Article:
'The tale of the political left is a tale of violent conflict. Of barricades and bullets. Of hard-won victories and merciless reprisals. Of lives cut short in martyrdom. And philosophy, we have been told, is a reflection of this: ‘the class struggle in theory,’ according to Louis Althusser’s famous dictum. The apposition of conflict and philosophy is doubly appropriate when it comes to Germany, birthplace of Karl Marx, and especially so during the twentieth century. It was in Germany that two of the left’s foremost intellects were thoroughly committed to the kind of civil dissensus that would ultimately claim their lives.' (Introduction)
1974 – Ronald McKie The Mango Tree
1973 – No award
1972 – Thea Astley The Acolyte
'When adjudicating on novels published in 1973 — the year Gough Whitlam’s Labor government bought Jackson Pollock’s ‘Blue Poles’, the year the delightfully awful Alvin Purple was released, and the year Patrick White won the Nobel Prize for Literature — the judges of the Miles Franklin Literary Award decided not to name a winner. Their statement read:
''This is the first time since the Award was established in 1957 that the judges have failed to find an Australian novel of sufficient merit among the entries to warrant the prize. … One of the Judges, Professor Colin Roderick … said it was regrettable that more eligible published novels were not entered for such a substantial Award ($1,250).''
'Oscar Schwartz is a contemporary Australian poet, writer, and researcher currently based in Darwin, Australia. His poetry and research offers wry and nuanced investigations of the figure of the human, and its entanglements within technological and automated environments. He published his first book of poetry, The Honeymoon Stage, with Giramondo Press, in 2017; he is currently working on a book of essays, forthcoming with Scribe in 2019. He has also edited the memoirs of Eva Slonim, a child survivor of Auschwitz, for Black Inc in 2014.
'He represents a new generational voice in contemporary Australian poetry, concerned with a poetic of communication, affect and work, unique to an increasingly virtual and networked mode of life in the 21st century. He is part of a larger, online, global community, contributing to an emerging genre of Internet poetry, which inventively engages with constraints offered by social media and other online platforms. This interview was conducted in 2015, as part of a larger ARC funded project, led by Justin Clemens, titled Australian Poetry Today.'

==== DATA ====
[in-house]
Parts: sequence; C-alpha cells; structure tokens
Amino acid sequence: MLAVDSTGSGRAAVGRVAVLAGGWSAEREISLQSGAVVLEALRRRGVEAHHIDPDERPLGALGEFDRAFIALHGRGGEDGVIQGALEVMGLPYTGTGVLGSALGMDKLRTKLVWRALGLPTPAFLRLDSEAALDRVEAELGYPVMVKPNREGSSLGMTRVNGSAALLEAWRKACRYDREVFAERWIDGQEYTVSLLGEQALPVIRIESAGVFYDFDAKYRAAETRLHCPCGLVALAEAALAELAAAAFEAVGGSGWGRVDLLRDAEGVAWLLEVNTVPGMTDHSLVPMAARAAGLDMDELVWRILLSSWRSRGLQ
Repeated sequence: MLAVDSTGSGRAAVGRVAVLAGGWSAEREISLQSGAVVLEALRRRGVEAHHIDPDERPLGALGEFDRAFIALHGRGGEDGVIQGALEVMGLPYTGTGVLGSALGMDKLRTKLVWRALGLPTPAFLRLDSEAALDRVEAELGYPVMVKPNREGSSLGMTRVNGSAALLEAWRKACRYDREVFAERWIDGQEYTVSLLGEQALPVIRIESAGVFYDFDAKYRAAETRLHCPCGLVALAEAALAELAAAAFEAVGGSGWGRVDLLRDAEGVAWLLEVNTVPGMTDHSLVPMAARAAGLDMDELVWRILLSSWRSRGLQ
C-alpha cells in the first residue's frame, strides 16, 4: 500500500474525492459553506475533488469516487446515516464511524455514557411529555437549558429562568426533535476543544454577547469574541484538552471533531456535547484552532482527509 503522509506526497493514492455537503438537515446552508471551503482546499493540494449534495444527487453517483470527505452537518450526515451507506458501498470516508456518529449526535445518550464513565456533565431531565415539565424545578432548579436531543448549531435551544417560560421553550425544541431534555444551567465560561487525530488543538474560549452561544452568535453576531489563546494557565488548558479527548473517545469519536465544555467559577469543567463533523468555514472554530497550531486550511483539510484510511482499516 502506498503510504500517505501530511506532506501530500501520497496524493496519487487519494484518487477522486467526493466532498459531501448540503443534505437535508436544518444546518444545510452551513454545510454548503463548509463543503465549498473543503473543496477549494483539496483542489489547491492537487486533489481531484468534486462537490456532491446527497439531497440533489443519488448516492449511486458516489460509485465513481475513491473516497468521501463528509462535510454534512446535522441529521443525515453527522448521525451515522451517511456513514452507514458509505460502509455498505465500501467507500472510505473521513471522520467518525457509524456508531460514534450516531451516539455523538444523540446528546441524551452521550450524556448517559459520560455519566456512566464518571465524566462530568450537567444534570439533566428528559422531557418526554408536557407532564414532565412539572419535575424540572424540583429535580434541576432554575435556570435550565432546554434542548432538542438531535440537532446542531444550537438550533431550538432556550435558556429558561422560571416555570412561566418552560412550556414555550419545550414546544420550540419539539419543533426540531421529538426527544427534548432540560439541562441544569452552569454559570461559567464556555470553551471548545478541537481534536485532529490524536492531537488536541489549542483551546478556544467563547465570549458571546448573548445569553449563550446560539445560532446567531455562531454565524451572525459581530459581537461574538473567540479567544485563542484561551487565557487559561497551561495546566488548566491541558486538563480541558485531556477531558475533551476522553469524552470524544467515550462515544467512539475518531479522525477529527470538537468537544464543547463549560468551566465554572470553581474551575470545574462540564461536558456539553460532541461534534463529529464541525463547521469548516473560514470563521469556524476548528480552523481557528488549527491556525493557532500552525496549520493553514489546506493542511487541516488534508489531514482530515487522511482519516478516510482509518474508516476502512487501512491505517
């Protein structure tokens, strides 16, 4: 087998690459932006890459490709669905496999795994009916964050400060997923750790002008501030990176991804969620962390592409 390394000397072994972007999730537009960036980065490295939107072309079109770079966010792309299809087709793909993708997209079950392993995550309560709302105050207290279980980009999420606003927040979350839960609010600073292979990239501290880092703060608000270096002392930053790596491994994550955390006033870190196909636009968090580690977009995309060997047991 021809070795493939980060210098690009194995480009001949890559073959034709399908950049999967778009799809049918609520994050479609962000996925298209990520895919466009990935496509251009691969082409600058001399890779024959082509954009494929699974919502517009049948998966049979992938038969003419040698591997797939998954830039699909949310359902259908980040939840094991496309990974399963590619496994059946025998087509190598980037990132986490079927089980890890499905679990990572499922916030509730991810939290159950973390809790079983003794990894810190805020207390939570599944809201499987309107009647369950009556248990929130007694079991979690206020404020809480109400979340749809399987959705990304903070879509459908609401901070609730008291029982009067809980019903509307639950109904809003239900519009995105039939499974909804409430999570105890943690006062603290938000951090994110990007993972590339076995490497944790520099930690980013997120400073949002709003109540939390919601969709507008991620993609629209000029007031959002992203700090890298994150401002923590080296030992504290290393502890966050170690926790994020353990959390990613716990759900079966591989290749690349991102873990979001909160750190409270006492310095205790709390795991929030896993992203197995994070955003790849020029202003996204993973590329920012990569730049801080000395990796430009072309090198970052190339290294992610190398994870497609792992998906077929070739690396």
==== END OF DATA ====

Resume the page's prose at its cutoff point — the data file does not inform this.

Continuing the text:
'Congratulations to the shortlisted critics! The applications for the fellowships impressed with their critical acuity, their literary qualities, their curiosity and their diversity. My thanks are due to the fellowship judges, Ben Etherington, Michelle Cahill and Shannon Burns, for reading and appraising the applications with care and diligence.' (Introduction)
'Kim Scott’s fifth novel, Taboo, is an extraordinary testament to the new energies in Aboriginal storytelling that have emerged since the 1990s, the decade the Mabo decision overturned the legal fiction of terra nullius and recognised Aboriginal land claims in Australian law for the first time. As Scott said in 2012: ‘This is an Aboriginal nation, you know. It’s black country, the continent. Some people are starting to think about: can we graft a contemporary Australian community onto its Indigenous roots?’ (Introduction)
'Madeline Martha Mackenzie, the central character in Liane Moriarty’s best-selling novel Big Little Lies, thinks of Pirriwee, the fictional suburb on Sydney’s northern beaches where she lives, and where the action of the novel takes place, as a ‘country village.’ This is a signpost to Jane Austen’s oft-quoted statement ‘Three or four families in a country village is the very thing to work on.’ As a definition of the scope and subject matter of a novel written in the mode of domestic realism, Austen’s formulation has established a major tradition within English-language fiction.' (Introduction)
'Six Degrees from the City is a podcast about writing in Western Sydney, hosted by the writer and critic Fiona Wright. Each episode features a writer based in or hailing from the western suburbs of Sydney, one of the most diverse – as well as most maligned – areas in Australia, and the site of some of our most interesting and challenging literature and conversations. This first episode features the poet Lachlan Brown, from whose work the podcast takes its name – in his ‘Poem for a Film’, Lachlan writes, ‘To exist within this weatherboard valley/ is to remain always six degrees from the //city.’' (Introduction)